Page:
The Geneva Time Exhibition moves upmarket

December 2011

In its fourth year, the Geneva Time Exhibition (GTE) will be presenting itself in a different light, with an emphasis on quality rather than quantity. Exhibition director Florence Noël has confirmed that the number of exhibitors is unlikely to exceed fifty and that only “selective” brands will be present.
The exhibition will nevertheless welcome its first major group, in the form of the Groupe Frederique Constant, which now covers the three brands of Frederique Constant, Alpina and Ateliers de Monaco (see our separate article on Frederique Constant in this issue). Other names exhibiting for the first time are DeLaCour, Jordi Swiss Icon, Milus and RSW. A special area, called “The Avenue”, will be dedicated to these first-time exhibitors at the show.
For the first time, the general public will be admitted to the show on its last day, a move that was not easy to push through after it first met with some resistance from the brands according to Florence Noël: “At first the brand’s weren’t very keen on the idea because they needed to be able to concentrate on sales without any distraction. But now the public will be admitted on the last day of the show, when it will be a little quieter. This will give watch fans a chance to see some of the rarer pieces on the market.”
Not all brands will be concentrating 100 per cent on sales, however. Cyrus watches co-founder Laurent Lecamp sees the show as an excellent opportunity to present his collection to the press. “I think it is an ideal opportunity to invite journalists,” he says, “because they have more time available than they do in Basel, where they are often stressed. The atmosphere is much calmer, which makes it a lot better for discussion.”
Since registration for the exhibition is open-ended, there will not be a definitive list of exhibitors until shortly before the show opens in January next year. We therefore offer here an overview of what to expect from some of the brands that have already confirmed their presence.

Created by “double cousins” Julien and Laurent Lecamp and backed by an anonymous private Swiss investor, Cyrus watches debuted in 2011 as a brand suffused with references to ancient empires. The company is named after the Persian king Cyrus the Great (c. 600 BC) who is credited with being the first emperor to show respect for the religions and customs of the lands he conquered.
The brand’s Klepcys timepiece features Cyrus’s own in-house CYR598 calibre to power its innovative display, which has two patents pending. Developed by Jean-François Mojon (the man behind Harry Winston’s Opus X), with whom the brand has signed a long-term contract for movement design and manufacture, this calibre displays the hours and the date on patented retrograde scales and the minutes and seconds on two centrally mounted concentric discs. It also has an innovative moon phase indicator in the form of a three-dimensional stationary moon that is gradually covered by a black hemisphere to indicate the moon phase.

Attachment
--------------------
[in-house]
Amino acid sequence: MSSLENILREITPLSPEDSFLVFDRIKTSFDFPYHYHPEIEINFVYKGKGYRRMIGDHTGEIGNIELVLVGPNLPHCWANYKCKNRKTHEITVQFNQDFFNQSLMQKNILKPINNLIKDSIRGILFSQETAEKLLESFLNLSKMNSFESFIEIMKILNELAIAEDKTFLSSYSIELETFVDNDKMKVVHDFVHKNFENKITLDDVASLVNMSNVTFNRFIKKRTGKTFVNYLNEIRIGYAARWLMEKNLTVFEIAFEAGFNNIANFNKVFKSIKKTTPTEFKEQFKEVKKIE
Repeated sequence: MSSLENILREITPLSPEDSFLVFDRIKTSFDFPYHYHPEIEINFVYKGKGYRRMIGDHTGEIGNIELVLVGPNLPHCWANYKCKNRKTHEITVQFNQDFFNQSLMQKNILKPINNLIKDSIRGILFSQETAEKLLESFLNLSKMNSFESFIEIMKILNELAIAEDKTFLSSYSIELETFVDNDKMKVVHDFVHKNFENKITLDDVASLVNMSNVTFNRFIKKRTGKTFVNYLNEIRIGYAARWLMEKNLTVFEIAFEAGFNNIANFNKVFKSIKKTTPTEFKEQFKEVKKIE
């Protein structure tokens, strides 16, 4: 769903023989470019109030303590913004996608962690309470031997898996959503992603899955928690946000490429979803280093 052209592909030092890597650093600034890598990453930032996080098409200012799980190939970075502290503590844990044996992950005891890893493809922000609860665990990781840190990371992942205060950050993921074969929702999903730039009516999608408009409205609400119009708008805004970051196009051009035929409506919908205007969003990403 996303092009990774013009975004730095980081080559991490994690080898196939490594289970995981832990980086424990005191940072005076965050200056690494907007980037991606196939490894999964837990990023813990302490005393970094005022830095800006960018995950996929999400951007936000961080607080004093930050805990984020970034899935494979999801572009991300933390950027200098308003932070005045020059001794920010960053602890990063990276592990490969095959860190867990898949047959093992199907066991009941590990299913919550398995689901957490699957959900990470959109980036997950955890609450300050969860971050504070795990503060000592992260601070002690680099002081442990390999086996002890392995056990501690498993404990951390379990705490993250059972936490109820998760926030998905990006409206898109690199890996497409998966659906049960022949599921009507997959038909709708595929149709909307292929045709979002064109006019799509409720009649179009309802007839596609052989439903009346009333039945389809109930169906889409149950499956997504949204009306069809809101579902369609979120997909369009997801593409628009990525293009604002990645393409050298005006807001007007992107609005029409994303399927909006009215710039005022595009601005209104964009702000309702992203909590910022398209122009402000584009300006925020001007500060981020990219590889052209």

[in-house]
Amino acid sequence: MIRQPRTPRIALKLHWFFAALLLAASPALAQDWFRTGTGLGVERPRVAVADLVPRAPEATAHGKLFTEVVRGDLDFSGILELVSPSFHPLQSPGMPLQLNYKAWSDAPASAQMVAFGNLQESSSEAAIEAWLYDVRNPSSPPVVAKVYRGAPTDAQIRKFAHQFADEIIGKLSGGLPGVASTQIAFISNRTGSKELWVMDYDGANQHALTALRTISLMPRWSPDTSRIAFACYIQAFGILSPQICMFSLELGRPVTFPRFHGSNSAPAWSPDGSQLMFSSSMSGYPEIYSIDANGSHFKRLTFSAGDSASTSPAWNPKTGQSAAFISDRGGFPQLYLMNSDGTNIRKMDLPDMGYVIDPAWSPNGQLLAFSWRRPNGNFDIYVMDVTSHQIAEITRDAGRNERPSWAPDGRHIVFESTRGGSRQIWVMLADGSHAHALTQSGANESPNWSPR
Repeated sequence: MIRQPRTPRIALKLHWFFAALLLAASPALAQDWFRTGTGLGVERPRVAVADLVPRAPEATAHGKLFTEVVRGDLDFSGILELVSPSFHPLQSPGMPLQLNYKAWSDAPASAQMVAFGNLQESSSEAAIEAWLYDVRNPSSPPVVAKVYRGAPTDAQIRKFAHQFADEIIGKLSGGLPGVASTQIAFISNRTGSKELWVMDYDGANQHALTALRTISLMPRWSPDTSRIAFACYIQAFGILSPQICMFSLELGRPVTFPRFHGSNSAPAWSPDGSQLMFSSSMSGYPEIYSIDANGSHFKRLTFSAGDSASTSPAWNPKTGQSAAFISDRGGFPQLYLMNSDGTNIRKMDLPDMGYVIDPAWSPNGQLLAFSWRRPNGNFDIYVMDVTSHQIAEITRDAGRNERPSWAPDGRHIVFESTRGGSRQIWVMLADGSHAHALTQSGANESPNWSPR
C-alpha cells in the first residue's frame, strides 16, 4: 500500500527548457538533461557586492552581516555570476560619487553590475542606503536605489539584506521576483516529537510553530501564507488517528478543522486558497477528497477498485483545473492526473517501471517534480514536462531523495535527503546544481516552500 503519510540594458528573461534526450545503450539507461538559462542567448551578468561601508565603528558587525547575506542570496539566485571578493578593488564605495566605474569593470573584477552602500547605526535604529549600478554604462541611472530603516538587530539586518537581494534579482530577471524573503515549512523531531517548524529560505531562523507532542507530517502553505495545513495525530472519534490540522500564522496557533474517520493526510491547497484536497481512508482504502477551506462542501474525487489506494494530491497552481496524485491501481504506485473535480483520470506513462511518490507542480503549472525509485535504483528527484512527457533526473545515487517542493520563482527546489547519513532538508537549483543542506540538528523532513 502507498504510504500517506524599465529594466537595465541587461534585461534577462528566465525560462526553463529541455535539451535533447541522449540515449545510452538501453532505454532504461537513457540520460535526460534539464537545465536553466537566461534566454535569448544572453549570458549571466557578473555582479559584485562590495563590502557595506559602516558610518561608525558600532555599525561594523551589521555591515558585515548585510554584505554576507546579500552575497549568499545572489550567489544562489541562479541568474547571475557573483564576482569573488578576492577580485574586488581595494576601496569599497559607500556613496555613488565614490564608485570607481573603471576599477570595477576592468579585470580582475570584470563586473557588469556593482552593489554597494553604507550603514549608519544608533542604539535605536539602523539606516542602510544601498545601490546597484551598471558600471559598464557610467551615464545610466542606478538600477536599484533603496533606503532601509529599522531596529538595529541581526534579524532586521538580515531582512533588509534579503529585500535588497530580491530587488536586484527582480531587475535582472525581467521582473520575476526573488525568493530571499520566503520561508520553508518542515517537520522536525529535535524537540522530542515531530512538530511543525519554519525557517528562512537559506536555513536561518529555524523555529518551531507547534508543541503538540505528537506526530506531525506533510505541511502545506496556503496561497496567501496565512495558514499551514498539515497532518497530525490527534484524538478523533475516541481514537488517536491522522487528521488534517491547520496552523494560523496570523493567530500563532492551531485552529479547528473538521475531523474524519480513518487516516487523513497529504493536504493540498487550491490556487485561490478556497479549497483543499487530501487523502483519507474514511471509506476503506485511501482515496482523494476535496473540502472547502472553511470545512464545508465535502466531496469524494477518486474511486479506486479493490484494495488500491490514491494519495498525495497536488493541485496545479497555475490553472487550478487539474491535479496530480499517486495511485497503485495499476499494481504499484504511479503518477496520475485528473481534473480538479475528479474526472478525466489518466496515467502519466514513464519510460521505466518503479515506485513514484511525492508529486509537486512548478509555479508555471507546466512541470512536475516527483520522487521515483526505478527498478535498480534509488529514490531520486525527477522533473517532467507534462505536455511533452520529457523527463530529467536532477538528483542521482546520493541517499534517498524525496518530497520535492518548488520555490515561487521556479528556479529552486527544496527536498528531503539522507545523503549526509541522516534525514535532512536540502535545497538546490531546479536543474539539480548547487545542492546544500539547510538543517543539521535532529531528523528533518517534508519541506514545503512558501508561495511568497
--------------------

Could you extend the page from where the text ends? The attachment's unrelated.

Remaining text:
Cyrus’s least apparent design trait is perhaps its most significant, as Laurent Lecamp explains: “A flat watch on a wrist has no logic. Just as Cyrus the Great conquered the world, we wanted to conquer people’s wrists. After more than two years of development work we have a patented design that fits the wrist perfectly, regardless of whether small or large.”
Production of Cyrus timepieces is limited to 188 pieces for each reference—all identified by a limited-edition number hidden under the second screw-in crown at 9 o’clock. Further-more, all gold models feature a replica of a gold coin minted for Cyrus the Great. Laurent Lecamp travelled the world over a period of several months to track down the original of this 2,500 year-old coin and purchased it for the brand.

The Geneva Time Exhibition moves upmarket Cyrus KLEPCYS

Emmanuel Dietrich was born in the French watchmaking town of Besançon. But while his native town is enjoying a renaissance in watchmaking (see our article “The resurrection of Besançon” in Europa Star 05/11), Dietrich opted for the Swiss Made appellation for his eponymous collection of watches launched in 2011.
Having worked as a freelance designer for clients in various sectors, the man behind the famous Hermès “Harnais” has been designing solely in the fields of watchmaking and jewellery from 2005 and in 2010 found the ultimate independence in his creative expression with his own brand.
His first two timepieces could not be more different. One is a classic small seconds watch in stainless steel or gold with solid gold hour markers and a transparent case back that reveals a 16 ½-line manually wound ETA 6498 calibre. With a matching alligator leather strap, this understated piece is the perfect companion for a smart suit at a gala dinner and is called simply—and appropriately—“Night”.
The second model, “Snow”, is specifically designed for wearing on the piste and will appeal to anyone who understands the difficulty of checking the time when wearing skiing gloves and a thick jacket. The Snow elegantly solves this problem with an elastic strap attached to four separate lugs so that the watch can be worn over the top of a ski jacket. The simple black dial has just two hands, for the hours and minutes, finished in a bright-green SuperLuminova. The watch is also supplied with a separate adjustable leather strap so that it can be worn directly on the wrist for the après-ski.

The Geneva Time Exhibition moves upmarket DIETRICH

Jordi Swiss Icon
Following the success of his “Clip” watch launched back in 1986, the “Swiss Ethno Watch” in 1988 and his move into haute horlogerie with the “Twins Héritage” collection from 2004, Michel Jordi is back with his Jordi Swiss Icon collection that will be presented to the watchmaking community for the first time at the GTE.